Programmatic advertising may spell the death of the large ad agency and not just the creative part of an agency, but media buying as well. There has always been the fear of automation, of having an intelligent machine, or program, take over the role of making something that humans used to do before. It has happened in many industries, the car manufacturing industry for one. In fact, in recent times you can create beautiful artwork by just entering a few parameters into an app. The creative industry was shaken to its core when algorithms started creating images that look just as stunning as those created by a human.
So what is programmatic advertising anyway?
Simply put programmatic advertising is essentially taking the job of buying advertising from a human team and letting the computer handle it. Using the click habits of users and math, the machine can now serve up an ad that the user will have a higher chance to click.
Local Media buyers, are you scared yet?
Don’t be, not yet anyway. Programmatic ad buying works well in large scale markets with lots of variables and in highly competitive regions. If you are thinking of paying someone to serve you with programmatic advertising with promises of “increased CTRs” and “laser focused targeting” be very careful what you are getting into. You may be able to have a skilled media planner do the work for less.
“My 2c on it is that if you’re in the US sure, it makes loads of sense. But locally, we’ve gotten better results manually” – Facebook comment
So will this spell the end of agencies who rely on media spend? Probably not. In the short term-you will find that as a Marketing Manager you might get more bang for your buck letting the machine do all the work. The systems will get smarter. Give the app a budget and click “Serve ads the best way for me” and you might see conversions.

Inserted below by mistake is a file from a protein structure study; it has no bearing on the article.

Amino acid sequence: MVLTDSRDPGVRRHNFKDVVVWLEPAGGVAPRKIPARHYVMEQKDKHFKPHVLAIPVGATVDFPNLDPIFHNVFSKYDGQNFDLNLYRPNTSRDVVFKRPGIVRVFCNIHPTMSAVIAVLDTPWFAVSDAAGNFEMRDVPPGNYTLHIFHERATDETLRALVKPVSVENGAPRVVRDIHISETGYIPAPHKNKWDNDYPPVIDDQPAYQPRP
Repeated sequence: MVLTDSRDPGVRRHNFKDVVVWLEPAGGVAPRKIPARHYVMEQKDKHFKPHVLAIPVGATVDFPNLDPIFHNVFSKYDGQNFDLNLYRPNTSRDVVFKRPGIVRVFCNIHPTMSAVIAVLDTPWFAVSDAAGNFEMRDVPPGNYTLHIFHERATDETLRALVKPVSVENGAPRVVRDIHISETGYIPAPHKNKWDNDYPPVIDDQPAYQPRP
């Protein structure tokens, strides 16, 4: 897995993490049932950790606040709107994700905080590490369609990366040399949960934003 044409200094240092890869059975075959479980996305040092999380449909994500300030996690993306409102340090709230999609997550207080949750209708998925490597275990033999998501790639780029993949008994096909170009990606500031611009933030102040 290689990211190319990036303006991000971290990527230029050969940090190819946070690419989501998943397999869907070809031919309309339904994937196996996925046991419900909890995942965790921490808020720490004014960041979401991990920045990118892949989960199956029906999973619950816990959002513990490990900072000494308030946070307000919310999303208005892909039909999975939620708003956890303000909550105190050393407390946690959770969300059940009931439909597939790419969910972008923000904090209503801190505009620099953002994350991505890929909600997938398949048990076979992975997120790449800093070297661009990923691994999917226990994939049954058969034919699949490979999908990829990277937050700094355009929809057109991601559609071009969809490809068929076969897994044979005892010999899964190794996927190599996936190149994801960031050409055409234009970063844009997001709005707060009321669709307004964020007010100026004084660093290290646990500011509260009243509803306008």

Don’t get cocky
A computerized system may not be able to solve all your marketing problems, however. There are many factors to consider. If you are going to engage third party to provide this service you must be able to test and measure its success. To make sure that the campaign is working requires knowledge about “how it works”.
CBS 60 Minutes’ reported on Brad Parscale, the digital director of Trump’s Presidential campaign. He has be lauded as a critical factor in the president’s election. This 15 minute interview will show you the power of programmatic advertising. Mr Parscale served up hundreds of thousands of ads predominantly on Facebook and micro targeted them using a programmatic system to convince fence sitters and disgruntled Hillary Clinton supporters to vote for Donald Trump.
This is debatable. A Facebook advertising campaign may have influenced people to vote for the Donald, but we will never know. Its difficult to measure something like a vote in an election when there is no data. There is no data that links the programmatic advertising campaign to an individual, or even a group’s vote. It will be interesting to see what Mr Parscale says when he is asked to produce evidence of his claims.
Does Microtargeting Work?
If it makes you money you can certainly argue that “it works”. But you have to have the data. In smaller markets like Trinidad & Tobago and the Caribbean, microtargeting using programmatic advertising may be akin to swatting a fly with an Elephant. You may not be investing your money wisely. Also, Facebook and Google utilises a type microtargeting already and will improve their systems in the near future. So don’t run home in despair thinking your job is on the line. But keep your eye on the trends.
If you’d like further information or would like to share your own learnings please comment below or get in touch and let’s influence some sales today.